Last lab standing: 30 years of undersea research

People have lived and worked in undersea habitats since the early 1960s. While over 60 habitats existed throughout time, today there is only one place in the world where people can live and work beneath the sea – FIU’s Aquarius Reef Base.

Aboard Aquarius, aquanauts can live for weeks at a time conducting experiments, testing the psychological effects of isolation and task loading and teaching classes live from a coral reef.

Despite the advantages, Aquarius remains the last saturation diving facility specifically dedicated to scientific research and education. With 153 missions conducted from the habitat so far, Aquarius represents an extensive and rich history of man’s quest to explore underwater.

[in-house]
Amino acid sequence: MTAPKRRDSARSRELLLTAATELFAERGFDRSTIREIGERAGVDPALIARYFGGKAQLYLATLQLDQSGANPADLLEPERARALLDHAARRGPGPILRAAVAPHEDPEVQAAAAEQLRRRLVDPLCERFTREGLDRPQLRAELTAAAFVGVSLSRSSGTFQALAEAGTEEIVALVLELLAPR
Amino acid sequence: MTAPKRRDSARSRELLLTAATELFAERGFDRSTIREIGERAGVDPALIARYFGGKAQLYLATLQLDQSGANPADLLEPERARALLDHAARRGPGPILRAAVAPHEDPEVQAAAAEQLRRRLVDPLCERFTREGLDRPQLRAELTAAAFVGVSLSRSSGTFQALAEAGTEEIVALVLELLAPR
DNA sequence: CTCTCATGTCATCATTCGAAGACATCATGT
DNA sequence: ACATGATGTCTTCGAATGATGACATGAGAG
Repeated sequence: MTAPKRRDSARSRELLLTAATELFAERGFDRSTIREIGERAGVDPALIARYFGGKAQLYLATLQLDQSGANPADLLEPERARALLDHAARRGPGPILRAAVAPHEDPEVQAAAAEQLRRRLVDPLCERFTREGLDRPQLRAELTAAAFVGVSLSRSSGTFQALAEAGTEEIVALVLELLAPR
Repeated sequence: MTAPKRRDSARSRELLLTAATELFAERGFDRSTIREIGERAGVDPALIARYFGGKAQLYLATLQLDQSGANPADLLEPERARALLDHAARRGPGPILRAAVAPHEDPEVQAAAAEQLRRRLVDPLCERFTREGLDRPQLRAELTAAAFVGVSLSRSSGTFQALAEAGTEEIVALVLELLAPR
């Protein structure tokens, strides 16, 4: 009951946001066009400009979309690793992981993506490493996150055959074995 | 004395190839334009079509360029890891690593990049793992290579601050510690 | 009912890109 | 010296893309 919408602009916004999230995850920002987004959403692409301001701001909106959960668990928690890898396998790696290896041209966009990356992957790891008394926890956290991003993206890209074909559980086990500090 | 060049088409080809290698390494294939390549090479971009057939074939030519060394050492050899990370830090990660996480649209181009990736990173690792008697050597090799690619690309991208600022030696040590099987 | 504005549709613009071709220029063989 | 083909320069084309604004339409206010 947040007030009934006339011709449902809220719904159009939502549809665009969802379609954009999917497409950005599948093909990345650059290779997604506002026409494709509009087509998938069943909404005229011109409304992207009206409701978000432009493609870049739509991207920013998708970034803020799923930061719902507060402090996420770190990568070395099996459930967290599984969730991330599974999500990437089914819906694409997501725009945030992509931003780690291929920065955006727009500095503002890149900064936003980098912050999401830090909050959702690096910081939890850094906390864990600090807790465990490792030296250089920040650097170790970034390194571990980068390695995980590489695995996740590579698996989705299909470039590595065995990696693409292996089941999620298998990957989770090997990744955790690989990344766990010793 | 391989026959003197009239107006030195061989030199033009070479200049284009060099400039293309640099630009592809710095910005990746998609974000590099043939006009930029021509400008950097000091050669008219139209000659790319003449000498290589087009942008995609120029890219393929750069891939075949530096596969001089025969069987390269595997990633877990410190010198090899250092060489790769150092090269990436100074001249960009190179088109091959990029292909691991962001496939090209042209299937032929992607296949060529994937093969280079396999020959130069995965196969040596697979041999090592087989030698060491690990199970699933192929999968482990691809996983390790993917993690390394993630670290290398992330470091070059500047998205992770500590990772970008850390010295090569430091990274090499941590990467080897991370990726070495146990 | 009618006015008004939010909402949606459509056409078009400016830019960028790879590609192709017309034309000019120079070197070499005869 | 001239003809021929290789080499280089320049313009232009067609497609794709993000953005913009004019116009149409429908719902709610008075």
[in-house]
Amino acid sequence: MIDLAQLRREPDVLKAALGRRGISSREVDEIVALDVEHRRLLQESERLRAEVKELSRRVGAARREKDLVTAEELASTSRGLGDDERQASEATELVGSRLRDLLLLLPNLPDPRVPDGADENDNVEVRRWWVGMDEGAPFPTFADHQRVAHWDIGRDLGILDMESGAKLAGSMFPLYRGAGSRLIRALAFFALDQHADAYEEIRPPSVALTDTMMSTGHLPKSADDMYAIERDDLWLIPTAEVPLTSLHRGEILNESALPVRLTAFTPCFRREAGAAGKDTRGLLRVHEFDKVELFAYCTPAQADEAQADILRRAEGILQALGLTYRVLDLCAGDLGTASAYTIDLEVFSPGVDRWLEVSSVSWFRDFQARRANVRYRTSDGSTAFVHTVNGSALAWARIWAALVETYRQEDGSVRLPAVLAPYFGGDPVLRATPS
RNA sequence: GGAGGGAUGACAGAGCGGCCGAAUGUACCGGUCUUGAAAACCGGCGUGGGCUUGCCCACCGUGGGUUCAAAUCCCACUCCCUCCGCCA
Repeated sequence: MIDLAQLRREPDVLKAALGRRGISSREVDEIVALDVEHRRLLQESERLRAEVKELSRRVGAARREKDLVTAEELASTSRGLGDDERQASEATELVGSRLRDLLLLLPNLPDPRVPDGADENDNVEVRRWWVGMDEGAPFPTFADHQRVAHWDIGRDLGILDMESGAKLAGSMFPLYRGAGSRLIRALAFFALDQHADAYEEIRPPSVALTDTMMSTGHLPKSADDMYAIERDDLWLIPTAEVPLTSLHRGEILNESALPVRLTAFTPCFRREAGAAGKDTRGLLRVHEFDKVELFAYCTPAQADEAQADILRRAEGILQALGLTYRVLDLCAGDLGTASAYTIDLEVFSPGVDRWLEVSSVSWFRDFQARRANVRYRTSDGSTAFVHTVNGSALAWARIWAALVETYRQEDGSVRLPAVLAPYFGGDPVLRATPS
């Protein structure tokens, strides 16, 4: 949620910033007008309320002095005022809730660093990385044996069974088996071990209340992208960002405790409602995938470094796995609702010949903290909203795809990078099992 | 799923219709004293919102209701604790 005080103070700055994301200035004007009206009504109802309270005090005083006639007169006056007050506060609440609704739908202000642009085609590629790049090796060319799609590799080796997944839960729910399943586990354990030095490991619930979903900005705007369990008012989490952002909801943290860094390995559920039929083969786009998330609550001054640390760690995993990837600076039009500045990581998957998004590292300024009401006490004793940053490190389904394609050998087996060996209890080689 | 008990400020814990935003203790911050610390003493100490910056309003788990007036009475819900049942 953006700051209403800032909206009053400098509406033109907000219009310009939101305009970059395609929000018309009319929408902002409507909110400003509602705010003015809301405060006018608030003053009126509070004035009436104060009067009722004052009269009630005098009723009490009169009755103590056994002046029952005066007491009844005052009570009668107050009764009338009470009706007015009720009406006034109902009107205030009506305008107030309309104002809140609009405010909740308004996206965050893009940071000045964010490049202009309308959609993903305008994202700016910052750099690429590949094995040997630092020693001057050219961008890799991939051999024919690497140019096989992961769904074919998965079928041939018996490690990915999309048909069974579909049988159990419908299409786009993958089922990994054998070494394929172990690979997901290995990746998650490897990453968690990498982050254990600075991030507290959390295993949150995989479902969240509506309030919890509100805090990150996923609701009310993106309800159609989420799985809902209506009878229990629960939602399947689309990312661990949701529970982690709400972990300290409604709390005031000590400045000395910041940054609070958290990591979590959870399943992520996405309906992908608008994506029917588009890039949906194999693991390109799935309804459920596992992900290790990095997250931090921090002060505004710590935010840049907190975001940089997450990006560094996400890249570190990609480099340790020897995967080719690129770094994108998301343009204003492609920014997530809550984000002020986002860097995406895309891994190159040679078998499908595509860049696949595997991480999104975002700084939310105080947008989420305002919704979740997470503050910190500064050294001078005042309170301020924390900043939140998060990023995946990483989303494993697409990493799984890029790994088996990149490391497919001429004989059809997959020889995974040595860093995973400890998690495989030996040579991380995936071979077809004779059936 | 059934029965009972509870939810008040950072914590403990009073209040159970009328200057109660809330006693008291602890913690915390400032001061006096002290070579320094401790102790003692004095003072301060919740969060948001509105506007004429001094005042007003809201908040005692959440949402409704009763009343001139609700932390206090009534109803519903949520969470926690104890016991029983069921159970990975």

In the first comprehensive report of this illustrious history, published in issue 100 and issue 101 of the Journal of Diving History, Associate Director of Research Administration Thomas Potts chronicles the evolution of the Aquarius habitat.

The account begins with the habitat’s conceptual design in 1980. Potts describes Aquarius’ first deployment in 1987 in Salt River Canyon, St. Croix, U.S. Virgin Islands, on to its relocation to the Florida Keys beginning in 1993.

It explains Aquarius’ transition from a federally owned asset to FIU in 2014 while looking to the future of the Medina Aquarius Program and the potential for the next generation of ocean exploration.

To learn more about Aquarius Reef Base, please visit